“You’ve got to be strong for your parents.”
I don’t remember the faces of the people at my brother’s memorial service who urged me to be strong. I just remember the way their words felt: Cruel. Impossible. I tried to shrug them off, but they clung to my gauzy black dress, then burrowed deeper, stinging my skin.
I’d just lost the person I was supposed to get a lifetime with. And I needed to somehow “buck up”? I would’ve done anything for my crushed parents—but be strong? That was well out of reach.
Instead, I fell apart. At 24, I moved back into my parents’ home. For months, I crept into their bed at night like a toddler. I stayed in my pajamas, sobbed, smoked cigarettes, and wrote letters to my dead brother. I reread the Sweet Valley High books I’d binged on in middle school, because they were the only words I could concentrate on.
I fell apart. Or, I let grief wrench me apart. In my letters to my brother, I ached for his brutally short life. I railed at him for leaving me. I listed all the people and pets I’d trade to have him back, and I mourned the nieces and nephews I’d never meet, their unformed faces forever fogged. I suffered for my parents, who would never be the same. What no one tells us when we lose a sibling or child or spouse—we don’t only lose the person who died; we also lose the rest of our family as we once knew them. We are all, forever, changed.
I swam in the suffocating weight of being the only surviving child of grieving parents. I memorized her terrible mantra: You must live. You must live for the both of you. You must, above all else, outlive your parents.
I felt the full force of what it meant to lose someone I didn’t want to live without. The process was uneven, messy, and dark.
And then, in tiny baby steps, over months and years, I reassembled.
I became more essential, as if losing my brother had whittled me down, peeled away the excess, and left me more potent, more comfortable in my own skin. The pain didn’t evaporate, but over years, I adapted to the lost limb of him. I learned to hold space for my longing, for our lost future, for this sister who wondered if she could still be called one.
For a long time, the words, “Be strong for your parents,” haunted me. Because I couldn’t have been strong. Because it suggested that my loss was something that could be shrugged off like a sweatshirt. Because if I wasn’t strong, then I must be weak.
Now I see it differently. I realize that people don’t know what to say when something horrible happens. That the loss of a child terrifies people, and there is no language for it. So they sometimes blurt odd and hurtful things, because they haven’t yet discovered that grieving people don’t need unsolicited advice or faith or platitudes—they only need us to shine our unflinching presence and patience.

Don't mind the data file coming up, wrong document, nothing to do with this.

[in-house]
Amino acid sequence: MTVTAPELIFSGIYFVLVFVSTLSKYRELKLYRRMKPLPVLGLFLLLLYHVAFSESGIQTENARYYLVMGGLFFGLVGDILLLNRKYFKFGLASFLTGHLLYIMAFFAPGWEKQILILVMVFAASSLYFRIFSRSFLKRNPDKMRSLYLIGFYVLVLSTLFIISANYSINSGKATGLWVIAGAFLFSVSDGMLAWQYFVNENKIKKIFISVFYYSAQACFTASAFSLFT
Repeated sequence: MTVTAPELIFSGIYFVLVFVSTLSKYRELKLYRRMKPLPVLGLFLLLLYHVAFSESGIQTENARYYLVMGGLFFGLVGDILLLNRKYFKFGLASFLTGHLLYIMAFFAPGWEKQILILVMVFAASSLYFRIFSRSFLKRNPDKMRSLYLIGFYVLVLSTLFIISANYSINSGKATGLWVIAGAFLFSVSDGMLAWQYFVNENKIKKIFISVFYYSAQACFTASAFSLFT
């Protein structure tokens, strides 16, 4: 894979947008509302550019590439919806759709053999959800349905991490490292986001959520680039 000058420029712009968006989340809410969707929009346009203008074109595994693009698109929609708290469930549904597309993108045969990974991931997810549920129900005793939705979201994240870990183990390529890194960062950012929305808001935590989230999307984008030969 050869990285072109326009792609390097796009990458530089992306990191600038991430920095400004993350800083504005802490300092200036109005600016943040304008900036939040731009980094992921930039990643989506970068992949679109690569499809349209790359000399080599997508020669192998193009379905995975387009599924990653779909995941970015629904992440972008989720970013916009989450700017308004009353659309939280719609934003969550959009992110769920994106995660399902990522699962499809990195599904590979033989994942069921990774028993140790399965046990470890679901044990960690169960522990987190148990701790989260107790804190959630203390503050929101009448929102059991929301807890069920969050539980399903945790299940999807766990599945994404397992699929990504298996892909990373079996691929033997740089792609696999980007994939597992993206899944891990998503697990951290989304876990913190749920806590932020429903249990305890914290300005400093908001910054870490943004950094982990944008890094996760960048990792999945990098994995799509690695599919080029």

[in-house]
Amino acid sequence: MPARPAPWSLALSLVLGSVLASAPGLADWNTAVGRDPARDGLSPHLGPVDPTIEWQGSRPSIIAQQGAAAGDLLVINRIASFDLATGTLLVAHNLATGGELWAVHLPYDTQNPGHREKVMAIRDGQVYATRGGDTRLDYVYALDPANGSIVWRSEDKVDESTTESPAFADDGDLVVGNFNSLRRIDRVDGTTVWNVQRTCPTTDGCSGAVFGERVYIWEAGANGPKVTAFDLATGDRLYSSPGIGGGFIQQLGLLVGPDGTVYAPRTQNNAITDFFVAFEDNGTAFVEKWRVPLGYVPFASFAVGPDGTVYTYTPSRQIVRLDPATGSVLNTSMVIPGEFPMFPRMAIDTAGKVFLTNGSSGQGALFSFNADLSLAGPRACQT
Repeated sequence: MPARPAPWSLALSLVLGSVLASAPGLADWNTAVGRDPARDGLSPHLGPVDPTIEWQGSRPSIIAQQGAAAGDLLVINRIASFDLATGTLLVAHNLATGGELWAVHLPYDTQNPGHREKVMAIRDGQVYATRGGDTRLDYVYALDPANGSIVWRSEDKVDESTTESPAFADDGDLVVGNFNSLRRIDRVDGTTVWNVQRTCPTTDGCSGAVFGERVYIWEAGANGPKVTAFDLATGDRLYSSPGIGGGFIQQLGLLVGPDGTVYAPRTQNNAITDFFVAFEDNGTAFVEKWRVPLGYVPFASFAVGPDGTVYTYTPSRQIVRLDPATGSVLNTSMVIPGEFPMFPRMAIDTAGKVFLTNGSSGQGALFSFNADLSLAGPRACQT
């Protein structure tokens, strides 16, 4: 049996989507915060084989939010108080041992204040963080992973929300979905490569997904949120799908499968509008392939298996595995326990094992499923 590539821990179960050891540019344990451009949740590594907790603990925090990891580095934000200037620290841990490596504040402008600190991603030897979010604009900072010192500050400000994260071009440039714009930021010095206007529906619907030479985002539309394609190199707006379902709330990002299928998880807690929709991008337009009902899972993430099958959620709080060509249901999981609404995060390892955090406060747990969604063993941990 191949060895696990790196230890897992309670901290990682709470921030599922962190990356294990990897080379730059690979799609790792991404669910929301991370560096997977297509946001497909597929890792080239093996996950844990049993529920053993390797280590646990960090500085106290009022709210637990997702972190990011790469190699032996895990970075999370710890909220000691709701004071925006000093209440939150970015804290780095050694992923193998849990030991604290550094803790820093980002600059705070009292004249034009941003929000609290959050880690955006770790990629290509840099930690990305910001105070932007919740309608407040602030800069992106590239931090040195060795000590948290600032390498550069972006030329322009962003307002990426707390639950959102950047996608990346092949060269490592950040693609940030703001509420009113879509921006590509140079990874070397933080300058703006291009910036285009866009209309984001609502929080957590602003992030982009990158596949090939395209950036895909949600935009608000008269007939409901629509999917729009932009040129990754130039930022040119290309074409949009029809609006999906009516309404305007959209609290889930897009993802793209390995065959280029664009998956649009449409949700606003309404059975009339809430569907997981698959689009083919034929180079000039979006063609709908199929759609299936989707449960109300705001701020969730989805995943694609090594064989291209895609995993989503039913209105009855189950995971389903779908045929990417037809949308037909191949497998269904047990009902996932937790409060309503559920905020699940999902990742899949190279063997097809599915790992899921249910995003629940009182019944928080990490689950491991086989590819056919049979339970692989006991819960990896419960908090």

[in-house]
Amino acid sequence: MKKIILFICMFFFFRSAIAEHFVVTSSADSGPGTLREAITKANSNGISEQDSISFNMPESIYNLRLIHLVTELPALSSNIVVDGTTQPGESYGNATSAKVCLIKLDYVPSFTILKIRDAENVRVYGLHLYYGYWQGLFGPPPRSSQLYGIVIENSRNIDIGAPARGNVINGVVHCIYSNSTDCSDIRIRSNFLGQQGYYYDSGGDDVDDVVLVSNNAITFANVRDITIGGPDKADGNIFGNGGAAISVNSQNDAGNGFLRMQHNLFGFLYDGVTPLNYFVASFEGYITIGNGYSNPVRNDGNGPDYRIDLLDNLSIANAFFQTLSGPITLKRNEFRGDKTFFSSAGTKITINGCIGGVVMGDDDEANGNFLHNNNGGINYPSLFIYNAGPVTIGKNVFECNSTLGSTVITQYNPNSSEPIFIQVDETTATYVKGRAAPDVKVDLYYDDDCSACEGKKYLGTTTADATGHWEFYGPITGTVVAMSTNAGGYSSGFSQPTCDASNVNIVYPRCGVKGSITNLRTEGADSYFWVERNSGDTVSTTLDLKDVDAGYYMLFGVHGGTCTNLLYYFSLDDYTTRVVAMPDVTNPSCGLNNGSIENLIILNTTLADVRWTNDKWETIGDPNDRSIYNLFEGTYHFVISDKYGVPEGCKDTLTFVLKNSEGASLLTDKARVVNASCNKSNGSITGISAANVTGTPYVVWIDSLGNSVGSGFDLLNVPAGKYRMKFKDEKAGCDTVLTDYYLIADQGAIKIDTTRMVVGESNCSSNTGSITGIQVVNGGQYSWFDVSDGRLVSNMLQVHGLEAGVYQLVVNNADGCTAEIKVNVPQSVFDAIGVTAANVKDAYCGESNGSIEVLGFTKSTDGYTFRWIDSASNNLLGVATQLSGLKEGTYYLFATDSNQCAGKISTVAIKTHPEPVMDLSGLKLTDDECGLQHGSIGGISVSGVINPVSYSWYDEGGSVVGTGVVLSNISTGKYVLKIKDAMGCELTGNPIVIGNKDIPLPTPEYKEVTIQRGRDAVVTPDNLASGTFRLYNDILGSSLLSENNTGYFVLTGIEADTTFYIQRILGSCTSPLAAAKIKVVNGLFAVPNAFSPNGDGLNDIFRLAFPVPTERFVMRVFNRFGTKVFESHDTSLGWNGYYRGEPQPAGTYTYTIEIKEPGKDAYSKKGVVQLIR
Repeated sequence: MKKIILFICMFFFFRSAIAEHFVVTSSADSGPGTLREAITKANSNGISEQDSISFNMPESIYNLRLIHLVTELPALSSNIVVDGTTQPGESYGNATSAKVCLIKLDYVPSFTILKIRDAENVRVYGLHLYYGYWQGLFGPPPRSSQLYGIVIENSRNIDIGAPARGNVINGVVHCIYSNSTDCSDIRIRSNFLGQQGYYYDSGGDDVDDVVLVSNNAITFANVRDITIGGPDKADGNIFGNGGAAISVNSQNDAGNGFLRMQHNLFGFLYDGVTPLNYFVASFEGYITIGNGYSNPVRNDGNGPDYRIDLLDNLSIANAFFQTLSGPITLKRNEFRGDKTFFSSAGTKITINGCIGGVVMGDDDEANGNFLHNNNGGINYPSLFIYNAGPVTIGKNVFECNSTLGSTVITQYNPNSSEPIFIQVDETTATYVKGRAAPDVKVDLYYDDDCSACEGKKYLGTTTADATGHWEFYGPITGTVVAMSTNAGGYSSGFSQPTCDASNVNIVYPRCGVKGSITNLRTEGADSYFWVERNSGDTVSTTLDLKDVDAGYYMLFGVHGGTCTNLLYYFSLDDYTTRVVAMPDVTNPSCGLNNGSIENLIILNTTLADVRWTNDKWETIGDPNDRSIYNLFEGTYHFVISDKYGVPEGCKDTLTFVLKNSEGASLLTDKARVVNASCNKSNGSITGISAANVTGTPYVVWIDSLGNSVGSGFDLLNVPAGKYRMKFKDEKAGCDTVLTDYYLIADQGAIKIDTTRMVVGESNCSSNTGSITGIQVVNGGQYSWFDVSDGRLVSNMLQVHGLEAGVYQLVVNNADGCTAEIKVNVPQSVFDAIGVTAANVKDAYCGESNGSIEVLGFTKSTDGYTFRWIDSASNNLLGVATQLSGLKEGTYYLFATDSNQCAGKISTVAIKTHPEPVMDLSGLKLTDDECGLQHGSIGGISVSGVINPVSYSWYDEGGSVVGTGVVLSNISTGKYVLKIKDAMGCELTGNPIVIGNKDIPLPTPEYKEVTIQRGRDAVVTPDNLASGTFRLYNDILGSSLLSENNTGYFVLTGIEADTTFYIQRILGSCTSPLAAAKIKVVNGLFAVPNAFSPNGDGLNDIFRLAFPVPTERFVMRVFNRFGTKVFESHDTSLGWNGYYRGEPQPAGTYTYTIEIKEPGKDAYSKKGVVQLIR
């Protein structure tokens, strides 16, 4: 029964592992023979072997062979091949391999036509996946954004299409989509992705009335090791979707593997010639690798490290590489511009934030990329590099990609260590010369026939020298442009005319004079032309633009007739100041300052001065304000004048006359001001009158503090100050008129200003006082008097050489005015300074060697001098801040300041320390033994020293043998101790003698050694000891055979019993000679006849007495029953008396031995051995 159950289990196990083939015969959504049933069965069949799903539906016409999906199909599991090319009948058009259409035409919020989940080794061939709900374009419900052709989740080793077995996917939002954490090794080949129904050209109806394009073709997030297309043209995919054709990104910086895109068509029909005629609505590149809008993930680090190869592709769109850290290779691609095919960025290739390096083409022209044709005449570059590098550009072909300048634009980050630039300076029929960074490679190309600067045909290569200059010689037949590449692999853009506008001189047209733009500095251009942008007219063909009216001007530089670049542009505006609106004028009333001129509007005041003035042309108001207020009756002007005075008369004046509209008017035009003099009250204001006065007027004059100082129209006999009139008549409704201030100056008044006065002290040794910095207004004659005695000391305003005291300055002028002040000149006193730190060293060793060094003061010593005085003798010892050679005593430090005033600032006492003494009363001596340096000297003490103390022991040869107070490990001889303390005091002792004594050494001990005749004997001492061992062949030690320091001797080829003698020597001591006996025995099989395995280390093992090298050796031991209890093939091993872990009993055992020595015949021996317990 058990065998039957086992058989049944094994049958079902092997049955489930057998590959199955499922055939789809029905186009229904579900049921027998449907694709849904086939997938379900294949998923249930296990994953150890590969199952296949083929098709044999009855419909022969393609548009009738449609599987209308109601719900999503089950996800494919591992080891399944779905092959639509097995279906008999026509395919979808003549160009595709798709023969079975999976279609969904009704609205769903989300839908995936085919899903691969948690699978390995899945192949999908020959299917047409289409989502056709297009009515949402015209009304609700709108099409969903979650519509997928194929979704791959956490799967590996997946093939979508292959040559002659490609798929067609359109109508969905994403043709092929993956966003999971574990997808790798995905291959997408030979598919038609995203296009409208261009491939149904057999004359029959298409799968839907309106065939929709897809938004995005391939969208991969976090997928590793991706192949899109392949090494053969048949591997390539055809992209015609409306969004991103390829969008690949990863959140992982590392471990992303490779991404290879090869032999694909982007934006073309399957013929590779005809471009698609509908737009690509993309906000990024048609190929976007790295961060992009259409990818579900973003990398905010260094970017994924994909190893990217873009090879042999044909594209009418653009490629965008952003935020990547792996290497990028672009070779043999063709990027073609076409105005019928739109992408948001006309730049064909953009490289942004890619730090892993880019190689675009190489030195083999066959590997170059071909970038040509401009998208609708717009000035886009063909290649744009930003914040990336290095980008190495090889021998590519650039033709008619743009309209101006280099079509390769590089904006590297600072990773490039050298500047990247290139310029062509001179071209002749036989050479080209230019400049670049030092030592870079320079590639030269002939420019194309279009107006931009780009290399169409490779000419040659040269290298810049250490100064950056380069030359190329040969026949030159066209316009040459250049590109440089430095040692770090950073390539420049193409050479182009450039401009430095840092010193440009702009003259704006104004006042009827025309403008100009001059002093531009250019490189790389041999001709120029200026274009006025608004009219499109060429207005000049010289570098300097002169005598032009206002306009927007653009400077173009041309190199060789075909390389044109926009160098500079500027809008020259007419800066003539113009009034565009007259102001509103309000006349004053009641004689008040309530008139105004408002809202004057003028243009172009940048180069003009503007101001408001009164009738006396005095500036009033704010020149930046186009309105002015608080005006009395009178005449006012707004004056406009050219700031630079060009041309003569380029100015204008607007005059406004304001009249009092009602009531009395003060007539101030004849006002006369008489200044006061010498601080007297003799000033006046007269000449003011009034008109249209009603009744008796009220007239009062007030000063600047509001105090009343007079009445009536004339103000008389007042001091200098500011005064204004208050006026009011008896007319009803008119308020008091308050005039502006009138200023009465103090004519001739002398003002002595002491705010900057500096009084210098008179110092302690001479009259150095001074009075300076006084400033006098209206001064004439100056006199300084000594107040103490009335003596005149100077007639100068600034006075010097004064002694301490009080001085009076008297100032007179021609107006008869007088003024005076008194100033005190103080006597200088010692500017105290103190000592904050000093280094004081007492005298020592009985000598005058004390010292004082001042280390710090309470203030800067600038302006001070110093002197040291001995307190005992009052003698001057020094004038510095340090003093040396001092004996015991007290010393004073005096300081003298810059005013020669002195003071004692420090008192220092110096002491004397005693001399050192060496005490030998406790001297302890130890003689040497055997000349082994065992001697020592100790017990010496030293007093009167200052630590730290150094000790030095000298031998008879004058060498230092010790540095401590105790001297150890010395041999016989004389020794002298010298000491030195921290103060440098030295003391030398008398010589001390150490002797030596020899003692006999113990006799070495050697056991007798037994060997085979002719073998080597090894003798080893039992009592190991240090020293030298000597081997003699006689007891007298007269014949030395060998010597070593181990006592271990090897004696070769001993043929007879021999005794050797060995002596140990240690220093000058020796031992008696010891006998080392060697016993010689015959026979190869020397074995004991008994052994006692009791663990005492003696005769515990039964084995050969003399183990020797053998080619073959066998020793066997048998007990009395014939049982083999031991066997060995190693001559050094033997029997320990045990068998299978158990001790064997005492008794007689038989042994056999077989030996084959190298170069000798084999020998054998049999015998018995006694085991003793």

But mostly, what’s changed is my concept of what it means to be strong. At my brother’s memorial service, I imagined it meant steeling myself, sucking it up, pretending I didn’t hurt as much as I did, and getting back to my regularly scheduled life as soon as possible. But forcing the pain underground is a detour. It’s rocket fuel for addiction and dysfunction. If unattended, the wound will fester, spreading to all bordering tissue.
That’s not strength.
We tell our kids, “Being brave doesn’t mean you’re not afraid—it means you’re afraid but you do the scary thing anyway.” Similarly, being strong means opening ourselves to the full and un-curated experience of being human.
Being strong means feeling it all. It means crying ourselves breathless. It means lying in a tightly curled ball for as long as we need to, slowly getting back up again, and then slipping back down, rinse and repeat. It means whispering, I can’t do this into the air, and then realizing you’re doing it anyway. It means waking up every morning for months or years until the first thought of the day isn’t always, Oh sh*t, this isn’t just a bad dream. It means realizing we need help, and asking for it. It means learning how to create a velvety space to absorb this new normal, this unwelcome transformation.
Sometimes, with the tenderness of time, it means allowing the hardest events of our lives to remake us, remind us, reignite us.